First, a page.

Immigrant Visas: Returning Resident Visa

A permanent resident (called lawful permanent resident or LPR) or conditional resident (CR) who has remained outside the United States for longer than one year, or beyond the validity period of a Re-entry Permit, will require a new immigrant visa to enter the United States and resume permanent residence.  You can learn more about Returning Resident Visas on

U.S. Legal Permanent Residents/Green Card Holders

Lost/Stolen Green Card (I-551)

We may be able to issue you a Boarding Foil that will permit you to return to United States. You must also prove that you have been outside the United States for less than one year and you are intending to return to the U.S. within 30 days.

How to apply:

  1. Before appearing to your appointment, you must pay the filing fee for I-131A  application form online using the USCIS online payment system./ You may pay the fee with your credit or debit card or U.S. bank account.  We do not issue refunds, regardless of the decision on the application.
  2. Prepare the following listed document:
  • A valid passport.
  • One recent photo,5cmx5cm taken in front of a plain white or off-white background without glasses.
  • Form I-131A completed and signed.
  • Evidence that you paid the fee (such as a printed copy of your payment confirmation page or a printed copy of your emailed receipt (see number 1 above).
  • Police Report of loss of your U.S. Residence Card.
  • Evidence shows your last departure from United States as, Flight ticket / electronic itinerary.

Be informed that the issuance of a Transportation foil may take more than a 5 business days.

Once in the United States, you will need to apply for the replacement of your Green Card.  For information on replacing your lost/stolen/expired green card upon reentering the US, please consult the Department of Homeland Security US Citizenship and Immigration Service website for detailed instructions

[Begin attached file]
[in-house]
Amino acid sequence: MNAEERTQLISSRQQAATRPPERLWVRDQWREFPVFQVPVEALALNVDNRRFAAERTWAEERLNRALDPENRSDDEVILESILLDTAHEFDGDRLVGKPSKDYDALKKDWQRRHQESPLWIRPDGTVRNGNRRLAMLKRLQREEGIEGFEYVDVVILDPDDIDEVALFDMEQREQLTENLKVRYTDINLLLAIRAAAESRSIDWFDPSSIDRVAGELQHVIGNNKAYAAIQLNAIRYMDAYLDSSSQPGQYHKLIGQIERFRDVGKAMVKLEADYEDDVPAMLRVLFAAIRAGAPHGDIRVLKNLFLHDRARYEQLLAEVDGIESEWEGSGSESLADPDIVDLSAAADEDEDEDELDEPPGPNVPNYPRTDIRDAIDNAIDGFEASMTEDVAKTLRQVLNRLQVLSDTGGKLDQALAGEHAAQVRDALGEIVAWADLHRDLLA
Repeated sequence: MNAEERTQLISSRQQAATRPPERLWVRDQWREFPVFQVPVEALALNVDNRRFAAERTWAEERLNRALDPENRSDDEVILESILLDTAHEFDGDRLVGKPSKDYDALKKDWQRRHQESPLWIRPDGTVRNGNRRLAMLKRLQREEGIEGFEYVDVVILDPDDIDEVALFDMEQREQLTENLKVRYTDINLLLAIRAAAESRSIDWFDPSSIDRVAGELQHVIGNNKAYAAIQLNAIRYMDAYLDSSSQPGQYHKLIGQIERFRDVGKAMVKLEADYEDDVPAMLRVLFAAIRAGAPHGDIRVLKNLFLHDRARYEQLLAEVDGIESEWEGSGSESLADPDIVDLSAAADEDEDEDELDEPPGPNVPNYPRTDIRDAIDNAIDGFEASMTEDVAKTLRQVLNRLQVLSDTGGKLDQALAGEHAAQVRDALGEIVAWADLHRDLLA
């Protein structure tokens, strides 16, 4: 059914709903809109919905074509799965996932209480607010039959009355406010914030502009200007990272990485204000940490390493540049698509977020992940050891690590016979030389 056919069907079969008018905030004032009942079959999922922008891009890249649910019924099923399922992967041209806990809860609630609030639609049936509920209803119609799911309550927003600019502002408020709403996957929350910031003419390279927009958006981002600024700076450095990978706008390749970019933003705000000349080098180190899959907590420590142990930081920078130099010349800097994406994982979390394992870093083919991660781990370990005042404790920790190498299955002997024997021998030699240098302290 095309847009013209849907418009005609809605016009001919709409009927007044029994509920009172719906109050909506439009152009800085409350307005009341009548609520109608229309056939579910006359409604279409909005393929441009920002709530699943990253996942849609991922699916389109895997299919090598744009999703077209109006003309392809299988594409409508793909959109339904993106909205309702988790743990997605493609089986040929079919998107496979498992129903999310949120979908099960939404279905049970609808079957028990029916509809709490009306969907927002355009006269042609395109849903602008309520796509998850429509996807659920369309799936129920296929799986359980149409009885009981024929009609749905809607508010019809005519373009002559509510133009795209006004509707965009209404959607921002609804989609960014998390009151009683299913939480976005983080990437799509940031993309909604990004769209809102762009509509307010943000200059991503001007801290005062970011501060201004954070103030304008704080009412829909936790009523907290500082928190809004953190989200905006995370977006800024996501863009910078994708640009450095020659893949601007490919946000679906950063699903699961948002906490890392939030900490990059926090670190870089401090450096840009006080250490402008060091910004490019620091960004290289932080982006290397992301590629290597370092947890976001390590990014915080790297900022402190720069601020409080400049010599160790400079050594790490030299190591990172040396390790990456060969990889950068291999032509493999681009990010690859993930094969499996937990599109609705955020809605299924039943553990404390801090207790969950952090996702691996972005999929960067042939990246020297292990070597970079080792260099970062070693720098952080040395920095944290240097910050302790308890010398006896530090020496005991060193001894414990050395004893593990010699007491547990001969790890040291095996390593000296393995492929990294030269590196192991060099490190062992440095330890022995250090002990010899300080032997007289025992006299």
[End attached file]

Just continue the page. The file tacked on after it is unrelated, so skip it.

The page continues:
Returning Resident (SB1 visa)

A U.S. legal permanent resident ( LPR) or conditional resident (CR) who has remained outside the United States for more than one year, or beyond the validity period of a Re-entry Permit (PDF 1 MB), for reasons beyond their control may be eligible for a immigrant visa (SB-1) under limited circumstances.  To qualify for such status, you must show:

  • That you were a lawful permanent resident when you departed the United States.
  • That when you departed you intended to return to the U.S. and have maintained this intent.
  • That you are returning from a temporary visit abroad and if the stay was protracted, it was caused by reasons beyond your control and for which you were not responsible.

How to apply:

  1. Complete application  Form DS-117 to Determine Returning Resident Status,
  2. Your Permanent Resident Card, Form -551
  3. Your Re-entry Permit, if available
  4. Application fee $189 or equivalent in local currency (no refundable)
  5. Dates of travel outside of the United States (Examples: airline tickets, passport stamps, etc.)
  6. Proof of your ties to the United States and your intention to return (Examples: tax returns, and evidence of economic, family, and social ties to the U.S.)
  7. Proof that your protracted stay outside of the United States was for reasons beyond your control (Examples: medical incapacitation, employment with a U.S. company, accompanying a U.S. citizen spouse, etc.)
  8. Request an appointment by sending an email to . provide accurate contact information and write on subject box “ DS-117 application request” .
  9. If the application is approved, you will be given instruction how to apply for immigrant visa (SB1) that requires a new fee and more supporting documents including medical examination.
  10. If the application is refused, the Consular Officer will provide you with further information.

Please Note: Individuals contemplating whether to submit an application for returning resident status should carefully consider whether their circumstances meet the criteria outlined above.  The application fee is non-refundable and the evaluation process is rigorous.